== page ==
1. Limited time only! Sign up for a free 30min personal tutor trial with Chegg Tutors
    Dismiss Notice
Dismiss Notice
Join Physics Forums Today!
The friendliest, high quality science and math community on the planet! Everyone who loves science is here!

Finding the horizontal accerelation using forces

  1. May 29, 2009 #1
    1. The problem statement, all variables and given/known data
    Interactive Solution 4.11 offers help in modeling this problem.

    Two forces, vector F 1 and vector F 2, act on the 5.00 kg block shown in the drawing. The magnitudes of the forces are F1 = 30.5 N and F2 = 47.5 N. What is the horizontal acceleration (magnitude and direction) of the block?

    link to picture (let me know if it works): http://www.webassign.net/CJ/04_11.gif

    2. Relevant equations
    SOHCAHTOA equations
    Newton's 2nd law: F=ma

    3. The attempt at a solution
    Because F1 is at an angle, I broke it up into its y and x components:

    sin(-65)*30.5 = -27.6 N
    cos(-65)*30.5=-12.89 N

    Since the question only asks for the accerelation in the x direction, I got the following equation:
    (-47.5 N+-12.89N)=m*a=5*a

    Then I solved for a and got 12.078 m/s^2 in the x direction. But the website of my homework is telling me this is wrong. help?
     
    Last edited: May 29, 2009
  2. jcsd
  3. May 29, 2009 #2

    LowlyPion

    User Avatar
    Homework Helper

    Except your drawing shows the direction of the force F1 to be positive x.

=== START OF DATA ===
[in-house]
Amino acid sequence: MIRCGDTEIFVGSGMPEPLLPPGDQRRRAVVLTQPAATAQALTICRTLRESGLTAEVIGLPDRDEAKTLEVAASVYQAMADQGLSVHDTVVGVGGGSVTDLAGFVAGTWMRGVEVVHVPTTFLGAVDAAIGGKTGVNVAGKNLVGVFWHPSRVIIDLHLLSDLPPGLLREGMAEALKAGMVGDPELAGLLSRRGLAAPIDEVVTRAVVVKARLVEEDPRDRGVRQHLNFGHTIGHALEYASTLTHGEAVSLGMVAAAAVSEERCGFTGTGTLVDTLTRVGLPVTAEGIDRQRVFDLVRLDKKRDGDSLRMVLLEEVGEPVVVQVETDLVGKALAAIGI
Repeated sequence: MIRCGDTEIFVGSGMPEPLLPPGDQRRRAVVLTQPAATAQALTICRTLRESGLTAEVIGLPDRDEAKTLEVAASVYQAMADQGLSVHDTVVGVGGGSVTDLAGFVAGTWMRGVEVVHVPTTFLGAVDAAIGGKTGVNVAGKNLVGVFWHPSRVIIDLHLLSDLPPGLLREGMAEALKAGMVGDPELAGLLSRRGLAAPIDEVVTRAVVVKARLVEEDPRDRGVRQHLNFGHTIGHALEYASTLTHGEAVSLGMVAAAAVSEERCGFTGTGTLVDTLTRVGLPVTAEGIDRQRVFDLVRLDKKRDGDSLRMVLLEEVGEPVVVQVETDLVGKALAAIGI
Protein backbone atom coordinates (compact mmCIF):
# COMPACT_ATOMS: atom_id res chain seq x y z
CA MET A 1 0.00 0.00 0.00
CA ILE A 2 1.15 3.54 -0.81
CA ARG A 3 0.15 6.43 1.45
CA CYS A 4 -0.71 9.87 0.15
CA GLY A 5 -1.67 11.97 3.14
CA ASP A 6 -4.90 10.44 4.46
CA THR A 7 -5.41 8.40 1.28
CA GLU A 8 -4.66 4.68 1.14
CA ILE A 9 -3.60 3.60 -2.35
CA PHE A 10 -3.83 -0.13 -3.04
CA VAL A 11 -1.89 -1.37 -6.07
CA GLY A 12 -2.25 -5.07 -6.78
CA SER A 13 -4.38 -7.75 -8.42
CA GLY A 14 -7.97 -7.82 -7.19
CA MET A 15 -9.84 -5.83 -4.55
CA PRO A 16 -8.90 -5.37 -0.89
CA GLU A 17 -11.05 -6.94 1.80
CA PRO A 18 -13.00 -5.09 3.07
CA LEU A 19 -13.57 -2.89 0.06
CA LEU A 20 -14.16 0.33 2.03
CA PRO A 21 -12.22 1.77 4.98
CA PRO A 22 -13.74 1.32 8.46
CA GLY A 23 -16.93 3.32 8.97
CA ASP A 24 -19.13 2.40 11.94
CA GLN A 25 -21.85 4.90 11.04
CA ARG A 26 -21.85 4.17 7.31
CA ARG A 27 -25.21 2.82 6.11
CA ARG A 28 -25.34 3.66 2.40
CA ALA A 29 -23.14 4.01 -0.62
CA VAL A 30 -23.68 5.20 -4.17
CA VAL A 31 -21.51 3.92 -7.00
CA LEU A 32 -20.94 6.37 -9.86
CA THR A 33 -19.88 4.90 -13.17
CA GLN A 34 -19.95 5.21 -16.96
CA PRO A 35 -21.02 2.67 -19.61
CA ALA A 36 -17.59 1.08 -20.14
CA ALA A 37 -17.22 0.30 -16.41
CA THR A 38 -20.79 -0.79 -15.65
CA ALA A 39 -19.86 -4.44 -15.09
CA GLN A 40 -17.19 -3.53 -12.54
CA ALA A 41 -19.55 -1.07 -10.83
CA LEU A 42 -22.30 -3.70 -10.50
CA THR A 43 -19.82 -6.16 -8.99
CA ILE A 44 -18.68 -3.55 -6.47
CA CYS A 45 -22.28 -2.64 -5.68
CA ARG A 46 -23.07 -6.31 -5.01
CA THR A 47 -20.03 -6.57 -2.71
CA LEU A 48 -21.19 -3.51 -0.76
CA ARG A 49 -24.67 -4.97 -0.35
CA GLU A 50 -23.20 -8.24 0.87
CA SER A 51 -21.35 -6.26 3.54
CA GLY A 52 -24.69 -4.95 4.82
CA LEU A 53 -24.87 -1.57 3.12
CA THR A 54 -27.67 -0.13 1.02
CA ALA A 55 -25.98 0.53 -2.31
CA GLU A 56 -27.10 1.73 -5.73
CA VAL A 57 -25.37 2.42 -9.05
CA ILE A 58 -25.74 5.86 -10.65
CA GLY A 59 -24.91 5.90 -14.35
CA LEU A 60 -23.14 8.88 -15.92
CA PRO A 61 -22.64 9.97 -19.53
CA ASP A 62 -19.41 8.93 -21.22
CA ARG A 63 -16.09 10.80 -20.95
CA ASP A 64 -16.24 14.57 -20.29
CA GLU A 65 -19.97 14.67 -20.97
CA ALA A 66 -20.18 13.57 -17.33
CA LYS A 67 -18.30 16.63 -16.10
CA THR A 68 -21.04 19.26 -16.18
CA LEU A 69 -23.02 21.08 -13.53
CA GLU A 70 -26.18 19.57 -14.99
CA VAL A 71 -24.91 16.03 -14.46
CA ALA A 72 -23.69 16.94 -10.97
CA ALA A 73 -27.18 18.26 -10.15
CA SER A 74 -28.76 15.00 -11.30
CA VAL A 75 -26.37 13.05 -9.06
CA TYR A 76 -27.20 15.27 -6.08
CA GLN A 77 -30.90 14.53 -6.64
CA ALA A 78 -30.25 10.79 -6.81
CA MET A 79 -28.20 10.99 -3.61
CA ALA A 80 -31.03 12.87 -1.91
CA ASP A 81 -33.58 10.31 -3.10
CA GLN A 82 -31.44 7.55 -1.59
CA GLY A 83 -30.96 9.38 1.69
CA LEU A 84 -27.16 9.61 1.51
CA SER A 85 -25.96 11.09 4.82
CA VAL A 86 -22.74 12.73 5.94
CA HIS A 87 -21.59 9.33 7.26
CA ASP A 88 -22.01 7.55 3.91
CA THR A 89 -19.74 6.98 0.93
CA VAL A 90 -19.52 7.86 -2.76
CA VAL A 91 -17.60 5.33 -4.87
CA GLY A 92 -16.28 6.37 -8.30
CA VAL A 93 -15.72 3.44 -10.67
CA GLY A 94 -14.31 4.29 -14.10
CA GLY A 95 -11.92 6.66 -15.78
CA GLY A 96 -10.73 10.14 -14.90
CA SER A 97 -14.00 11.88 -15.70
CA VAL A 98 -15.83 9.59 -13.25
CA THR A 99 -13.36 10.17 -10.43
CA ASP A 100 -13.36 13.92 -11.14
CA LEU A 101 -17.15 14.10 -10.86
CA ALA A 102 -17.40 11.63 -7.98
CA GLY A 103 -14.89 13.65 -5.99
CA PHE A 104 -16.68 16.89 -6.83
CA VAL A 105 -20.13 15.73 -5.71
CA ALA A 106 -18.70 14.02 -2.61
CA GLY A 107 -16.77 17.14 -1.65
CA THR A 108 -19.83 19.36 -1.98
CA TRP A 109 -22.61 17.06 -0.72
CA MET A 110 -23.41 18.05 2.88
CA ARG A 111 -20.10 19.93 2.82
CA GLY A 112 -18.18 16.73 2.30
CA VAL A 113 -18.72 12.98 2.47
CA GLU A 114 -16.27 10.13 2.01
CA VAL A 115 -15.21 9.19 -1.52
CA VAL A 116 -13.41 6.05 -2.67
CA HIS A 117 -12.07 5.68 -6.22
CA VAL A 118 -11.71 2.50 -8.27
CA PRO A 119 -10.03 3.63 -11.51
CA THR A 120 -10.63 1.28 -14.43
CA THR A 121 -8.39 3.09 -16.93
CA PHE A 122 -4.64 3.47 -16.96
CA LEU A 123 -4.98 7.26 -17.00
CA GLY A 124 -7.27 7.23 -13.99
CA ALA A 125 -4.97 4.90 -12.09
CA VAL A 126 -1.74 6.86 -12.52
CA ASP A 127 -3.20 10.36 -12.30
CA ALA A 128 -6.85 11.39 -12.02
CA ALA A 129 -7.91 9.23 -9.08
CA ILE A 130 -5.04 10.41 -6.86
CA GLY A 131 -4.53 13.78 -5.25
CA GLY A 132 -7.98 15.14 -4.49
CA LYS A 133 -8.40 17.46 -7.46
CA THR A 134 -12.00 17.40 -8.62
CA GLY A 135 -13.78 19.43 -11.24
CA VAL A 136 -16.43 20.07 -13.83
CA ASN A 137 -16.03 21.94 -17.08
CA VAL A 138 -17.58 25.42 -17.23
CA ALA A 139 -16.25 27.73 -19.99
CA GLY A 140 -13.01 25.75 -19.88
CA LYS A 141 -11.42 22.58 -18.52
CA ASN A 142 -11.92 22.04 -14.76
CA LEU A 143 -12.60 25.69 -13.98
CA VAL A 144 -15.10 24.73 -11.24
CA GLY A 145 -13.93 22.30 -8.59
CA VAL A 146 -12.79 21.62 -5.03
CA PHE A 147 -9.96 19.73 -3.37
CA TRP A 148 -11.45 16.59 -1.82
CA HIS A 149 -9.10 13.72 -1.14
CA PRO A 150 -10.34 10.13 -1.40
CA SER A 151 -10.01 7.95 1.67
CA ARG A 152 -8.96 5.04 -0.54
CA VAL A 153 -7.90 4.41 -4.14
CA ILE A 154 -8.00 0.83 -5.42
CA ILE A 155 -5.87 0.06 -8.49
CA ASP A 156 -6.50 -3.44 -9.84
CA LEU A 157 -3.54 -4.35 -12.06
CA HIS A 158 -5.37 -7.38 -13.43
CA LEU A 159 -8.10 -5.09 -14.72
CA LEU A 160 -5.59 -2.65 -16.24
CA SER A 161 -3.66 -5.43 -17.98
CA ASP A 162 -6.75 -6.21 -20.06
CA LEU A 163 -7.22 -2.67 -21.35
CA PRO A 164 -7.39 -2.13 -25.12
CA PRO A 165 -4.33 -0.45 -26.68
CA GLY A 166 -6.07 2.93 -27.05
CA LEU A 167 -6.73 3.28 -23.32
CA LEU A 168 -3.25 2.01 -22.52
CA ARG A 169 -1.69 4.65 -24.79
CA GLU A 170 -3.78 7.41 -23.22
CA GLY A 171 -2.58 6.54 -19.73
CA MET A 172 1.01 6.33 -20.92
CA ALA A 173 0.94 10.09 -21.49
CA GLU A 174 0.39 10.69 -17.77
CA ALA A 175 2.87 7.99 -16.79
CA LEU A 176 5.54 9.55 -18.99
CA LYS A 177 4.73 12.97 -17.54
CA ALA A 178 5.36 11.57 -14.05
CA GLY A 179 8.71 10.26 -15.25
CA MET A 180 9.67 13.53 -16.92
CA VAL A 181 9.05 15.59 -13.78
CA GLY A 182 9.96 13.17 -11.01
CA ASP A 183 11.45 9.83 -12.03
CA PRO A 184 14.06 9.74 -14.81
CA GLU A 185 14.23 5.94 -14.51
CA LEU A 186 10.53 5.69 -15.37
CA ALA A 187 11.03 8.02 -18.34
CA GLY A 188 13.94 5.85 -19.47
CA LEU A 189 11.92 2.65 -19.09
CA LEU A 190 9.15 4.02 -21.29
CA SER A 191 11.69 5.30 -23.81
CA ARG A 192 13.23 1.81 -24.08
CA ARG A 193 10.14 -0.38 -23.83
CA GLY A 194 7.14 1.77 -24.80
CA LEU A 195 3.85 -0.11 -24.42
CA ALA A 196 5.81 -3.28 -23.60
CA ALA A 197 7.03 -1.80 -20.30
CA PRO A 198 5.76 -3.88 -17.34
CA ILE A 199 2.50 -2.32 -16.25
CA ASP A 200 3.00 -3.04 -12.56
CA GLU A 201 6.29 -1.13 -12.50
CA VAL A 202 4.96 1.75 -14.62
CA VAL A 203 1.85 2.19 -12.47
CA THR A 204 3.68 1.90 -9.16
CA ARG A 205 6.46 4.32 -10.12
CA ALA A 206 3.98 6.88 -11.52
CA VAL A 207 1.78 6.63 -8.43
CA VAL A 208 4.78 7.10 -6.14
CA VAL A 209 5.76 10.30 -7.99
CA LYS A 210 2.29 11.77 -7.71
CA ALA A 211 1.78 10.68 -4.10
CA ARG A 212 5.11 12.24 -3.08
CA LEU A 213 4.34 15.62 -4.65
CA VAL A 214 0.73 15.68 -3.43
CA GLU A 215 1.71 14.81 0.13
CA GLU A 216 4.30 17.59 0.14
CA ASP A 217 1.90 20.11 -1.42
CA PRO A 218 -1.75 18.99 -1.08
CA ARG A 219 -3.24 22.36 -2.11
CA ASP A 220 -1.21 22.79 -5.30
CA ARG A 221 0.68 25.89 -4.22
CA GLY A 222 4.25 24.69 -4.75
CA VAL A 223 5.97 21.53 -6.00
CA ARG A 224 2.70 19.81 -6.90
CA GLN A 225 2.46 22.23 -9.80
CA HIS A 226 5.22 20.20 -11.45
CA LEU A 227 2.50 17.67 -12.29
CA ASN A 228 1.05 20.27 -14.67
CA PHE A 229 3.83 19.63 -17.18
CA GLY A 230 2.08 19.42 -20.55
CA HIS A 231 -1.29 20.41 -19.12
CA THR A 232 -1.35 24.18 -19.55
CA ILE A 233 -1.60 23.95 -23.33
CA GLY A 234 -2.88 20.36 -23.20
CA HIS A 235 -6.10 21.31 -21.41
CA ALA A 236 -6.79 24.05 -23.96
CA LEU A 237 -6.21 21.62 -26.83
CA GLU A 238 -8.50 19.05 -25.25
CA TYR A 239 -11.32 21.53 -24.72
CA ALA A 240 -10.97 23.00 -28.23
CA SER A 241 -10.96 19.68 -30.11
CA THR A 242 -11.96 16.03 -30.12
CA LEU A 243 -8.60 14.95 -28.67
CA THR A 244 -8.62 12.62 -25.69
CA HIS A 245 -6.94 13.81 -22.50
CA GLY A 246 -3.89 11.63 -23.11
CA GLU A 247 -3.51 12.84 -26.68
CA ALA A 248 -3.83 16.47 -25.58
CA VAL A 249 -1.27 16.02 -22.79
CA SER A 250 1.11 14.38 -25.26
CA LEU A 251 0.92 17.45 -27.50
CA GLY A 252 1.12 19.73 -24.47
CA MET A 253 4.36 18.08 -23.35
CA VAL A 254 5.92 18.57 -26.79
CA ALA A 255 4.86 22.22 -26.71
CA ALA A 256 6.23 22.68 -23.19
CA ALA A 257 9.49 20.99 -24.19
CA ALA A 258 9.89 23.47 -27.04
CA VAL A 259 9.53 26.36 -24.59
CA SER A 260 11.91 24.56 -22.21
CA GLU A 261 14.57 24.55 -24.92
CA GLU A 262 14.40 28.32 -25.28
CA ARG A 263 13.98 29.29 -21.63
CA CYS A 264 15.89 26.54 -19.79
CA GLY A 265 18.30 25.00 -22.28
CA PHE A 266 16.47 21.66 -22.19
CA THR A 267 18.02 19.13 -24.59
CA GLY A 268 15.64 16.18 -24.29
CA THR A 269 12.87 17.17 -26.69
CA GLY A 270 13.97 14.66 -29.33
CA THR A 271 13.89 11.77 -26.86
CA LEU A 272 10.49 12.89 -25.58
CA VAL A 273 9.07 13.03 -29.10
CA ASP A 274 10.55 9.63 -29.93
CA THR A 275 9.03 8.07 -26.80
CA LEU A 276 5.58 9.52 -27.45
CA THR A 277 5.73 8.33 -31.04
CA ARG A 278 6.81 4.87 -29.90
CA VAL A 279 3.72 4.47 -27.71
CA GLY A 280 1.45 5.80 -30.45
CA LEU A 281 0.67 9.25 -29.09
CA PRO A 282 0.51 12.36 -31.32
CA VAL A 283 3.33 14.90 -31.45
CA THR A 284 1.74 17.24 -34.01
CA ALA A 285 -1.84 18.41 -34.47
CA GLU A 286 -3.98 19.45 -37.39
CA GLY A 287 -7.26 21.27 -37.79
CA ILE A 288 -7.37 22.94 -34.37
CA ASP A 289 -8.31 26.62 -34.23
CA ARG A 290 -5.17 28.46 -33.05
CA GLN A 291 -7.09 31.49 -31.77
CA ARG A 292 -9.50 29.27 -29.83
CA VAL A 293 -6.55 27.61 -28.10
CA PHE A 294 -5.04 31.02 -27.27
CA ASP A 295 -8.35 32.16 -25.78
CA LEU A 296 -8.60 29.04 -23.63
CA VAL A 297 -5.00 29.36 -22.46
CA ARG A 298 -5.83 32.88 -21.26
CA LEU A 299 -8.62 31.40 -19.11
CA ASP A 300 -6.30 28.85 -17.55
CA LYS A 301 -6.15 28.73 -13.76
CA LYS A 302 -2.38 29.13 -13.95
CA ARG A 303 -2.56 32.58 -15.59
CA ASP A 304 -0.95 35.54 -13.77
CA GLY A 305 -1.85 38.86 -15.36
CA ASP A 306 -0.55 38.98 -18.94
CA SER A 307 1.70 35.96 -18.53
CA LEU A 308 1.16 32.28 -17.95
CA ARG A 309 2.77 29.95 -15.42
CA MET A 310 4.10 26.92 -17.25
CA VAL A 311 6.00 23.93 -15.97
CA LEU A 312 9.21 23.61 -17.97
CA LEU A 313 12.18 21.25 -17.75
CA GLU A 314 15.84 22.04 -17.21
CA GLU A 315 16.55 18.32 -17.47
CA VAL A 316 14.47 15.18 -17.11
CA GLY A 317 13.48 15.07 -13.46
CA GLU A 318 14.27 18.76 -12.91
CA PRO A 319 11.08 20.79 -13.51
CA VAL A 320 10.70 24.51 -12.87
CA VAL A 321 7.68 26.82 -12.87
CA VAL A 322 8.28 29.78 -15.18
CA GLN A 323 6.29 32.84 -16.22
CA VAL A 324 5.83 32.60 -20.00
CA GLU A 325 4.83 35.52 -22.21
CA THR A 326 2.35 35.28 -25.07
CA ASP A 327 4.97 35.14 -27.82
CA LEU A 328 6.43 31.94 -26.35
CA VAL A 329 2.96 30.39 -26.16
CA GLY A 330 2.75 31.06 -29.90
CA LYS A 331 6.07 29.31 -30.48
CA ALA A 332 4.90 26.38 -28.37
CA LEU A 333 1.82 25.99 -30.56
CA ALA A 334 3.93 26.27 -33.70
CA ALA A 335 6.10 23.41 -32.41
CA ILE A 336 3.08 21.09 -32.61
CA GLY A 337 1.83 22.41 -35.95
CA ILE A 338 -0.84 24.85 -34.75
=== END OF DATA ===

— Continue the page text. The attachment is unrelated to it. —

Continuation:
This means that the horizontal component of F1 is + and that opposes the direction of F2.

    Apparently you have taken the sum where the difference would seem to be the correct approach.
     
  4. May 29, 2009 #3
    i did that too but the computer is telling me thats the wrong answer as well. is it possible that 65 is the wrong angle to use ?
     
  5. May 29, 2009 #4
    Your question is asking for acceleration. You are giving force as an answer.
     
  6. May 29, 2009 #5
    The horizontal component of the force F1 and the force F2 are in opposite directions, therefore you have to substract 12.89 N from 47.5 N, and divide that net force by the mass to get the magnitude of the acceleration. The direction is obviosly to the left since F2's magnitude is larger than that of F1s horizontal component.

    This is my first post, I hope I helped, great forum btw.
     
    Last edited: May 29, 2009
Know someone interested in this topic? Share this thread via Reddit, Google+, Twitter, or Facebook




Similar Discussions: Finding the horizontal accerelation using forces
Loading...